Posts by Andrew Dunbar

Is your inventory manager a firefighter or an air traffic controller?

AndrewDunbar

An Inventory Manager uses a tablet to check stockManaging inventory can be a challenging job! Inventory managers have to balance multiple conflicting priorities, support multiple internal and external customers, and are typically responsible for millions of dollars spread across multiple sites. They often manage their company’s single largest asset and receive little thanks for their efforts.

Unfortunately, many inventory managers don’t have the tools necessary to meet these responsibilities effectively. Supply chain complexity is increasing as companies find new ways to provide value to their customers. The inventory manager needs tools to exploit this complexity to get the most out of your inventory investment. All too often inventory managers are stuck spending all their time building reports and urgently responding to the latest shortage. They become experts at transferring and reallocating inventory to put out the latest fire, but can’t always track the true impact of their actions on the organization. Training and professional development is often sidelined to maintain focus on daily issues.

As companies increase the maturity of their inventory management process, the role of the inventory manager often evolves. The best planning systems provide users the ability to visualize and plan their inventory, monitor their inventory performance, predict issues before they happen, and prescribe improvements to maximize the benefits of your inventory. Once a plan is set, the system should alert the inventory manager so they can effectively respond where adjustments are required. With the right tools and training the inventory manager can evolve from a firefighter to an air traffic controller and become an expert at manipulating the levers that set a company up for success, not just today, but 3, 6, and 12 months from today.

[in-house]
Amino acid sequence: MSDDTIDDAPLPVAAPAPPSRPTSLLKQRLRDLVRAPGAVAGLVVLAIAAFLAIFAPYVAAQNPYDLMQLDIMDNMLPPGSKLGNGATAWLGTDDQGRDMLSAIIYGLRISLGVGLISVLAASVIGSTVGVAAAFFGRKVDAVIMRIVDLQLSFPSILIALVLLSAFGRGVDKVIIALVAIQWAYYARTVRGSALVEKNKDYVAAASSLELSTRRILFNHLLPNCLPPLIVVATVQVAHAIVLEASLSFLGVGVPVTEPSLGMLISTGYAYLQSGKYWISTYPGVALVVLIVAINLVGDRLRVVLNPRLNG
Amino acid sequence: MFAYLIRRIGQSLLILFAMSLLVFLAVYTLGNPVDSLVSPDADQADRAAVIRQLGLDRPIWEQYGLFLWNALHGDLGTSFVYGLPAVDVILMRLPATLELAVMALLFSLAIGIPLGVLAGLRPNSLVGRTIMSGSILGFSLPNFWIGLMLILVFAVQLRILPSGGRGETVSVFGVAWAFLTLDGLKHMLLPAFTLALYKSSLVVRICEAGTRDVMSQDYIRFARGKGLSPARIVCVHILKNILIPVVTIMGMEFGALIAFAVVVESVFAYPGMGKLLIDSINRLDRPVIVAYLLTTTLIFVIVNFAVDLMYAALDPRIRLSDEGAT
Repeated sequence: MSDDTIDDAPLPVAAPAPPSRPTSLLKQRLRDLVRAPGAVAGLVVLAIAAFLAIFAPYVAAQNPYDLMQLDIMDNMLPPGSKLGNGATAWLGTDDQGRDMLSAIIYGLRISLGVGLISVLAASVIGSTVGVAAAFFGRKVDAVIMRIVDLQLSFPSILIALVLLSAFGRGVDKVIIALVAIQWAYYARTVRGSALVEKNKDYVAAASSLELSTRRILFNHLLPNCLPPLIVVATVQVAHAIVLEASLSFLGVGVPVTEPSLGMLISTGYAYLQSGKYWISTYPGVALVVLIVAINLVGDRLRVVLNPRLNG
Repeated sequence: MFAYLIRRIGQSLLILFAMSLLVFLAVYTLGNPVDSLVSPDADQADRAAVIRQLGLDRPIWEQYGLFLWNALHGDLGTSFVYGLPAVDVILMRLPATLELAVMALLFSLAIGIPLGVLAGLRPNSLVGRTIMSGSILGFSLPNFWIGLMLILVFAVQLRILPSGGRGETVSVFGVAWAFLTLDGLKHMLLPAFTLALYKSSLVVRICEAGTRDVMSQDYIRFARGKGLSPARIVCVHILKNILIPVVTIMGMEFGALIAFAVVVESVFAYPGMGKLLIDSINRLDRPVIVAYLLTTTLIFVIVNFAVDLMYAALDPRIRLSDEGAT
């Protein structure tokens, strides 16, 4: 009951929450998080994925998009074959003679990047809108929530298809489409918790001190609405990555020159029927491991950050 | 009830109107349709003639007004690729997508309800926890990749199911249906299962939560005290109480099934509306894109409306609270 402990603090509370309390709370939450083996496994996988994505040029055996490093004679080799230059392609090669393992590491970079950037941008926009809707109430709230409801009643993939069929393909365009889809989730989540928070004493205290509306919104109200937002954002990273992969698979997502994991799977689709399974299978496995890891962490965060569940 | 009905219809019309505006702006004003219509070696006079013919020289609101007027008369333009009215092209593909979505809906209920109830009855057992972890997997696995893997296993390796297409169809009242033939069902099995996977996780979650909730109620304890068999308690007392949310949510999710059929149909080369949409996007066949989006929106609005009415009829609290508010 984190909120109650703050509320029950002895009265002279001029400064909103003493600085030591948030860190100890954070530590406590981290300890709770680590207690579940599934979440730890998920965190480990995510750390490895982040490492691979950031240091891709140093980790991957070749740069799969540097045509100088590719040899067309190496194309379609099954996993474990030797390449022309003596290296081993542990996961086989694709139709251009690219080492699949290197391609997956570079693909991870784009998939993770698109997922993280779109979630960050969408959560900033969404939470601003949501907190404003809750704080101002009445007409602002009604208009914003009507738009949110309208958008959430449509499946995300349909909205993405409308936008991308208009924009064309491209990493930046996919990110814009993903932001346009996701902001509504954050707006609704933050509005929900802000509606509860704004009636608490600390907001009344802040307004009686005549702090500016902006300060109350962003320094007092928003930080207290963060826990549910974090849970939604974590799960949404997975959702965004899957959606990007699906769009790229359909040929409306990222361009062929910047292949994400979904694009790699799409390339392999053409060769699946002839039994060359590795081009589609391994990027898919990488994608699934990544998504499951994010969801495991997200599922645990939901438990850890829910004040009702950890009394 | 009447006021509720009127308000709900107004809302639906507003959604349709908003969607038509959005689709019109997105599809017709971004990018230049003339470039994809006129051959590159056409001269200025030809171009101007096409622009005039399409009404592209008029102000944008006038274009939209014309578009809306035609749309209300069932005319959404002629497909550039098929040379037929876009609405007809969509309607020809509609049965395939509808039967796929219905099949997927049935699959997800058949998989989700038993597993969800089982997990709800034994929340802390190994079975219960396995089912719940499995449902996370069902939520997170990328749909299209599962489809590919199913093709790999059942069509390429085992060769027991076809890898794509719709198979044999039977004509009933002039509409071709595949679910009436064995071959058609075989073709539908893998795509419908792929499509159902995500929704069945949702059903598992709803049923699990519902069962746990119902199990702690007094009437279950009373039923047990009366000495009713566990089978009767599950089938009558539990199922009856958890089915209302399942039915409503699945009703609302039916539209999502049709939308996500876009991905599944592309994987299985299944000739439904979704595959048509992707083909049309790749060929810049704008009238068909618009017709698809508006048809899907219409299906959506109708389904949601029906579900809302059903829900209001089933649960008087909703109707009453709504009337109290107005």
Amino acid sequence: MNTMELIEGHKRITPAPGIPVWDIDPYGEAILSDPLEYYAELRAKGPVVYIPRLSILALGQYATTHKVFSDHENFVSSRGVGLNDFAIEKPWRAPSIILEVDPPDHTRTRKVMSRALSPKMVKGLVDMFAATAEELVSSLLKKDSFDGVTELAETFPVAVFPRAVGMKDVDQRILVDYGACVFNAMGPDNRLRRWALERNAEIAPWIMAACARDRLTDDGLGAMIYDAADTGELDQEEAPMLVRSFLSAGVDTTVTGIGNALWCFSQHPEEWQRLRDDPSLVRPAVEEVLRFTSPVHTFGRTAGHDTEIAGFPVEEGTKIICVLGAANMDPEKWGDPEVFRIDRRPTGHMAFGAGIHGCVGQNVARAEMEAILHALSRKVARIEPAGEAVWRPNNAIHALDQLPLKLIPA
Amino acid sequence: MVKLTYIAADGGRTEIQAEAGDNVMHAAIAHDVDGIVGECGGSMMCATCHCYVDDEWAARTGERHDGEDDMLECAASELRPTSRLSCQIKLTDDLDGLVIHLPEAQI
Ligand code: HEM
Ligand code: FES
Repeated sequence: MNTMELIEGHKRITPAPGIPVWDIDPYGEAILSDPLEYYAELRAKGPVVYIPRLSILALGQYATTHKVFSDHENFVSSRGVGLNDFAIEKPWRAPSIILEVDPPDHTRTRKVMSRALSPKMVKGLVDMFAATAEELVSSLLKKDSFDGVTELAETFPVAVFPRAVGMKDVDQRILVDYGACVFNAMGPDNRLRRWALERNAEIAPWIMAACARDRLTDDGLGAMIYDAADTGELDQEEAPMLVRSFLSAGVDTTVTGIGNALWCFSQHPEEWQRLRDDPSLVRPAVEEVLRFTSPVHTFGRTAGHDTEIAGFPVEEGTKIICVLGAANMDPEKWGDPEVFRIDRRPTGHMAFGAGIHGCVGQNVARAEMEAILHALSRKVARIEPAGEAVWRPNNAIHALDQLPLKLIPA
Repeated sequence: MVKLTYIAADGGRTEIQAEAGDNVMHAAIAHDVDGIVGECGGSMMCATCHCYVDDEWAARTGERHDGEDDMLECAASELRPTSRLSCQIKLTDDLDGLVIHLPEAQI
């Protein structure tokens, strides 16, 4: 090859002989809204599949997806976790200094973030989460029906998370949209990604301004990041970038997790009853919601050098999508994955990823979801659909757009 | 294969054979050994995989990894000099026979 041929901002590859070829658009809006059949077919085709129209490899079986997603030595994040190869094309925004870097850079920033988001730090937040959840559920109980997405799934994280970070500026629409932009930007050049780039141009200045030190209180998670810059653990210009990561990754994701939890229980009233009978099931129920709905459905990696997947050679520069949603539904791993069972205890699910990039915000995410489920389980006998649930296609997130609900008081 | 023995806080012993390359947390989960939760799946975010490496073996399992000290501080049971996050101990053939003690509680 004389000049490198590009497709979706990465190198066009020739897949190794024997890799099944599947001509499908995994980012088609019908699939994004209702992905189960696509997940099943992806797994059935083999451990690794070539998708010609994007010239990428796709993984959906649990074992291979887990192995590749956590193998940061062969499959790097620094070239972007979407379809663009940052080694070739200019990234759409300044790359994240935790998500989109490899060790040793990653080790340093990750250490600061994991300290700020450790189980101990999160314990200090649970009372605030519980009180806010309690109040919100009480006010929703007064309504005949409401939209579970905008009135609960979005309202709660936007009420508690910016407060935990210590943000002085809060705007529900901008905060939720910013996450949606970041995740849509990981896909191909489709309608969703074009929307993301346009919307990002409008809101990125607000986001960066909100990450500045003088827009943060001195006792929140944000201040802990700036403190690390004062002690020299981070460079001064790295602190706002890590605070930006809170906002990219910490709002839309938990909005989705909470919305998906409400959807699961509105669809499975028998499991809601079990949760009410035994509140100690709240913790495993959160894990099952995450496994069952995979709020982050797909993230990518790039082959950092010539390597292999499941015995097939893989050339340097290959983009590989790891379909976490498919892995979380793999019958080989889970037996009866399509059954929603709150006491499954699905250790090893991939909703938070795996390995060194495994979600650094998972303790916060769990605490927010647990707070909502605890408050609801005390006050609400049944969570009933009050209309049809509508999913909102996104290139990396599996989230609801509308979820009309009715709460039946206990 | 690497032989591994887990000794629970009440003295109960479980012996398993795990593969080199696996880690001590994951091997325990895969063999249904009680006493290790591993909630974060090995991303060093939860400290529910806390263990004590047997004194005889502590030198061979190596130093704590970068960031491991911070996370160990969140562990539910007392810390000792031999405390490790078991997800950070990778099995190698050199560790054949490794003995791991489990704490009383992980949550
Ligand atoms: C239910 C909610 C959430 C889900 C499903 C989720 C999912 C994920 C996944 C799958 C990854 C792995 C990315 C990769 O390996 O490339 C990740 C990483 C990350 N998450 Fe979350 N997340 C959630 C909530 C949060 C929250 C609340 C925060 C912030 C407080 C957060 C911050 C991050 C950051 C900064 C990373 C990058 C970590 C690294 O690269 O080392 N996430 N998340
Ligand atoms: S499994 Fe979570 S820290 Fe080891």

Read the full story

Are you getting the most out of your inventory management process?

AndrewDunbar

Inventory Management ManagerInventory is often the single largest asset on a company’s balance sheet and your inventory management process can have a huge impact on your organization’s bottom line. Understandably, the inventory management process is getting a lot of attention by organizations looking to squeeze out some extra profit in a challenging marketplace.

When you think about the priorities of your inventory management process, what’s the first thing that comes to mind? Is it reducing excess and obsolete? Improving on time delivery performance? Balancing stock between distribution centers? Strategic reduction of your lead times to help obtain and fulfill more customer orders? Now what’s your next priority? And the one after that? Your first answer is likely dependent on your industry, the size of your organization, your role, and your company’s corporate strategies. Your second answer, if you have one, is typically dependent on the maturity of your inventory management process. Finance and business management will prioritize inventory reduction to increase profitability. Customer service representatives prioritize stock-out reductions to improve customer satisfaction. Manufacturing operations needs just the right parts available at just the right time. The inventory manager is often caught between multiple groups with conflicting priorities and becomes an expert firefighter, skilled at supporting whoever complains the loudest. It’s easy for an inventory manager to get tunnel vision and give one metric too high a priority over others.

Read the full story

How Do You Define Your Supply Chain Challenges?

AndrewDunbar